Alivia Schaffer | colored pencil

Alivia Schaffer | colored pencil

Alivia Schaffer | colored pencil

Alivia Schaffer | colored pencil

  How does your work fit in with that definition?

AS: I prefer never to make work that is a narrative of my own life, but instead I aim to create work that acts as a platform or framework for dancers to find themselves in. In this method, my work asks dancers to do the reflecting and responding themselves. Thus leading them to connect with their fellow dancers, myself, their audience, and the world. My choreographic process feels much more like a conversation and constant exchange of responses between myself and the dancers, versus me as the hierarchy handing out instructions.

 What else have you been working on recently? What are you looking to work on next?

AS: I am proud to say that I just finished my first season working as a professional dancer with DanceWorks Chicago! We recently returned from performing at Spring to Dance, a dance festival in St. Louis. Next up for me will be choreographing a quartet for Dance in the Parks Chicago. This summer, I will also be teaching dance and visual arts classes at the Auditorium Theater’s Heart to Art Camp; a camp providing art outlets for children who are coping with the loss of one or both of their parents.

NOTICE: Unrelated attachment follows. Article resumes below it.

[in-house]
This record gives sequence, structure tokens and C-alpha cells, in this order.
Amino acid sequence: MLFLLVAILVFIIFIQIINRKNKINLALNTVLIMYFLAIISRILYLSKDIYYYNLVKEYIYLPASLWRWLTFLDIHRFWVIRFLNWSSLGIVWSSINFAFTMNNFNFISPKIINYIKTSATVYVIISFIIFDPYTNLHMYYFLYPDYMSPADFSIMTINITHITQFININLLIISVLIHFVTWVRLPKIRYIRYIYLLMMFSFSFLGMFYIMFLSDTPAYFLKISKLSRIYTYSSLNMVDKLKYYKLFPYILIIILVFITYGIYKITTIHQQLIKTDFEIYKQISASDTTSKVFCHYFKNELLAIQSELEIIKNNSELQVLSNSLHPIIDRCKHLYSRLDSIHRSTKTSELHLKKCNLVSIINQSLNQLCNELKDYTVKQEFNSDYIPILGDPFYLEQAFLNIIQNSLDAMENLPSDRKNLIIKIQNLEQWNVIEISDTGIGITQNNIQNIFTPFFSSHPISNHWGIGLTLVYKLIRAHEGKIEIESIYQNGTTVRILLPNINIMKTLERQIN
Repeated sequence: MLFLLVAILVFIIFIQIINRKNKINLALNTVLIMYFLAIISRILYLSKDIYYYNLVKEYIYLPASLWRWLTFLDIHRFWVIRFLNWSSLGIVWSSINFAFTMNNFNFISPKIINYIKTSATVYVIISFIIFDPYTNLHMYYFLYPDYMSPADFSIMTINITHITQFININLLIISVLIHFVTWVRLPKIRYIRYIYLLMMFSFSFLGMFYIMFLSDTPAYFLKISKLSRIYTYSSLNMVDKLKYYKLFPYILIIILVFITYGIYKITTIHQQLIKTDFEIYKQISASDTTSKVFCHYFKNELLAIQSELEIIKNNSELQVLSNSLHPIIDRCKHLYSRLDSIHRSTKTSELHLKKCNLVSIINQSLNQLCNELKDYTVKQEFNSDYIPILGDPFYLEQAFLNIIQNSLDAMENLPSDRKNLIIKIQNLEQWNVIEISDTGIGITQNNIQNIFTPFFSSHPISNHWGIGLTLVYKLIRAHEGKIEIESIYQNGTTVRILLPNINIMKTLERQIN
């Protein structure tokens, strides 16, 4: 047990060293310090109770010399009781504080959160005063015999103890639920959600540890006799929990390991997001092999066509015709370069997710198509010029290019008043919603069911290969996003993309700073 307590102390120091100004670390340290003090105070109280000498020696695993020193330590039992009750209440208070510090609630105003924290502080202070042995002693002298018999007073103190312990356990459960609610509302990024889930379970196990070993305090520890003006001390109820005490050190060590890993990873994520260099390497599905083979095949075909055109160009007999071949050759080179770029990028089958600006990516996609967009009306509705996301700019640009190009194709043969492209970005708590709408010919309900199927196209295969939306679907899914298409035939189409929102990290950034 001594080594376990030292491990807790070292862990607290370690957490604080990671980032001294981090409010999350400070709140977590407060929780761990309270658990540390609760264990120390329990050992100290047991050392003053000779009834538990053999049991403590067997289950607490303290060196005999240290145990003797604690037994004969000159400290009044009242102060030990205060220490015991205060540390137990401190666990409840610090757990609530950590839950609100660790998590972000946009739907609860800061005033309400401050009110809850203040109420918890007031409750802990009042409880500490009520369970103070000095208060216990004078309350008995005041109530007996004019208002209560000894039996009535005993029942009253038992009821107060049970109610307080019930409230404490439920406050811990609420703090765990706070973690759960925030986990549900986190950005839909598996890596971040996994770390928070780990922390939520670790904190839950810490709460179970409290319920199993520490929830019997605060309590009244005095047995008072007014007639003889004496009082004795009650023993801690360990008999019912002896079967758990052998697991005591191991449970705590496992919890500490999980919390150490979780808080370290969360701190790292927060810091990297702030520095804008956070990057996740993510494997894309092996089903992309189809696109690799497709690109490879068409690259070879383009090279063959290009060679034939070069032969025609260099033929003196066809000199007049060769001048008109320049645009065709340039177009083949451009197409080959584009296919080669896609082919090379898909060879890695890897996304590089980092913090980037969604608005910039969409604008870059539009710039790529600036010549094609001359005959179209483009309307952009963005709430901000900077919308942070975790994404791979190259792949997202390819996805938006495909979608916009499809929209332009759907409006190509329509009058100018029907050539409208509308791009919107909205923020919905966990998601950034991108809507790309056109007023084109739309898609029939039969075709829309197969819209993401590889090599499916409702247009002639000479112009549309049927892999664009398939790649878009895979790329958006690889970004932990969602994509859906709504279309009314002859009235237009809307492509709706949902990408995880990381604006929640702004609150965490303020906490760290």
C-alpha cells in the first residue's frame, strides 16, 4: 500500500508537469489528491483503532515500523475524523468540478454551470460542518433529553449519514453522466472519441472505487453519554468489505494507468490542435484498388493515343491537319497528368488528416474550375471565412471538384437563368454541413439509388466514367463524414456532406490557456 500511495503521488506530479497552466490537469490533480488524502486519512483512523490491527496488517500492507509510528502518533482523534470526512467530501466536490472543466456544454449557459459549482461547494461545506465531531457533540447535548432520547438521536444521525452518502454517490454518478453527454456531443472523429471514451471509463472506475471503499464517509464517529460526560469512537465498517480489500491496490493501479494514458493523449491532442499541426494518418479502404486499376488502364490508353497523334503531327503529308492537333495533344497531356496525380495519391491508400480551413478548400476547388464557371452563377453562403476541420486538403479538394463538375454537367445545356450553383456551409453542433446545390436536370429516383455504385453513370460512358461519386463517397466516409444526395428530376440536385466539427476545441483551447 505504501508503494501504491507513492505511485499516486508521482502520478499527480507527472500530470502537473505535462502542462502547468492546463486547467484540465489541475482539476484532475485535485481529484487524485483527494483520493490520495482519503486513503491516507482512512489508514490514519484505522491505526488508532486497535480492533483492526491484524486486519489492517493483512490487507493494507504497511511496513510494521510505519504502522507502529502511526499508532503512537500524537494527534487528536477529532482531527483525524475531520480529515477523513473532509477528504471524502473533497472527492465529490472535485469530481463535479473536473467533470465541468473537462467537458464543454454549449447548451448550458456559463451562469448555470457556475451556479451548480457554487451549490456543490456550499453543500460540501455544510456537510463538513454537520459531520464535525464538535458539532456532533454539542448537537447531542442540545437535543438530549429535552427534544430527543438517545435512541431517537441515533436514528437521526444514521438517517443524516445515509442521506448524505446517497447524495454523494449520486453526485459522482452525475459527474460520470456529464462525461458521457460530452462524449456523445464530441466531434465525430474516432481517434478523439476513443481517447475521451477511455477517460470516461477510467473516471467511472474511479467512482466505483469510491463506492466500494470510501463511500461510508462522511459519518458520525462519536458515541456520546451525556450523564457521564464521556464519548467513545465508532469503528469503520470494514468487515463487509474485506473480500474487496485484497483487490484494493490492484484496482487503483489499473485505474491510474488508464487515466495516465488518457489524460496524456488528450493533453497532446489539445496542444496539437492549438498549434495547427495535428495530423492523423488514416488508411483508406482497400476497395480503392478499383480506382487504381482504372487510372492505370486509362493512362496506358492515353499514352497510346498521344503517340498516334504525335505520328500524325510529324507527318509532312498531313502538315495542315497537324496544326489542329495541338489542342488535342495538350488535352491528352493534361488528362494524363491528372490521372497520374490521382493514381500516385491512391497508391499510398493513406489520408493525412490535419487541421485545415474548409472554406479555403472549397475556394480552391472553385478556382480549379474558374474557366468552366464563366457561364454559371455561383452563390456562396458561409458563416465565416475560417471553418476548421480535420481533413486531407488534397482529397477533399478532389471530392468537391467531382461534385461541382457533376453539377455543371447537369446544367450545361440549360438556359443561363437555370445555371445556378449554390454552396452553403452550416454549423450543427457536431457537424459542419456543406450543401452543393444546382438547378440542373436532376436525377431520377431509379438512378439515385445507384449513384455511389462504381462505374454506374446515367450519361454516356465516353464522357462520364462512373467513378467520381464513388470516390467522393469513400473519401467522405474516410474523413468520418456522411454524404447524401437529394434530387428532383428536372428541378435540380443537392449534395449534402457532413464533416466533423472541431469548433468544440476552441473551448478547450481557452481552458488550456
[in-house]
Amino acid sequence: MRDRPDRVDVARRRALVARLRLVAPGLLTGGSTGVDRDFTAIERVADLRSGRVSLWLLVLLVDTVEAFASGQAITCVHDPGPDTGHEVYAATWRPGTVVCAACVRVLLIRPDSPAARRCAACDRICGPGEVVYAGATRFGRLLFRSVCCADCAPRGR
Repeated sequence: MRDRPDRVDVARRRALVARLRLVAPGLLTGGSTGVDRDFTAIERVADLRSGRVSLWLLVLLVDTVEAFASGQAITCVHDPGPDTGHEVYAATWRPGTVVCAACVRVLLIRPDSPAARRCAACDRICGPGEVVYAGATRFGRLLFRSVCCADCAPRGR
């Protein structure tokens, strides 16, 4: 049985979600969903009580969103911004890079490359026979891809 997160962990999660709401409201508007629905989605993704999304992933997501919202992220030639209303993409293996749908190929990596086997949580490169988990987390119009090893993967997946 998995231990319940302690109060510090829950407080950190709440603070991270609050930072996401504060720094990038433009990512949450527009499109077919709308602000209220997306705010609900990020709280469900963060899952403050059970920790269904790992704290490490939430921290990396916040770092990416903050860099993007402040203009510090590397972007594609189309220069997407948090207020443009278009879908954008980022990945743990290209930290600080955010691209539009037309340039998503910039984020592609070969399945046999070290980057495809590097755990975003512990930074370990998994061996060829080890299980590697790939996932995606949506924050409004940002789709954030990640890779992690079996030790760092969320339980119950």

Alivia Schaffer | oil pastel

Alivia Schaffer | oil pastel

Alivia Schaffer | oil pastel

Alivia Schaffer | oil pastel

 Who or what inspires you?

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Artist Feature: Sydwox

Sydwox

Like “Indra’s Net” or a spider’s web full of dew drops, each dew drop contains the reflection of all the other dew drops, in a game of infinite reflection, we are all connected. Response is the act that we’ve chosen, (whether physical, mental, or verbal) to communicate with one another.

– Sydwox

Leading off with some basics, where are you from? And where are you at?

S: I go by my undocumented moniker Sydwox, but most of my artist friends call me Wox. I was raised on the central coast of California in a small surfer beach town called Los Osos. I currently reside in San Francisco, and have been in love with the Bay Area ever since I moved here in 2004. After studying visual effects for film at Gnomon (a Hollywood based private school), I turned my back on the digital world to pursue my true passion of painting surrealism and graffiti. Although I am constantly influenced by my technical background, there’s nothing better than getting your hands dirty and the fresh smell of tiny aerosol paint molecules colliding with the wall without permission. 🙂

Sydwox - Over Creation

Sydwox – Over Creation

What does Reflection and Response mean to you?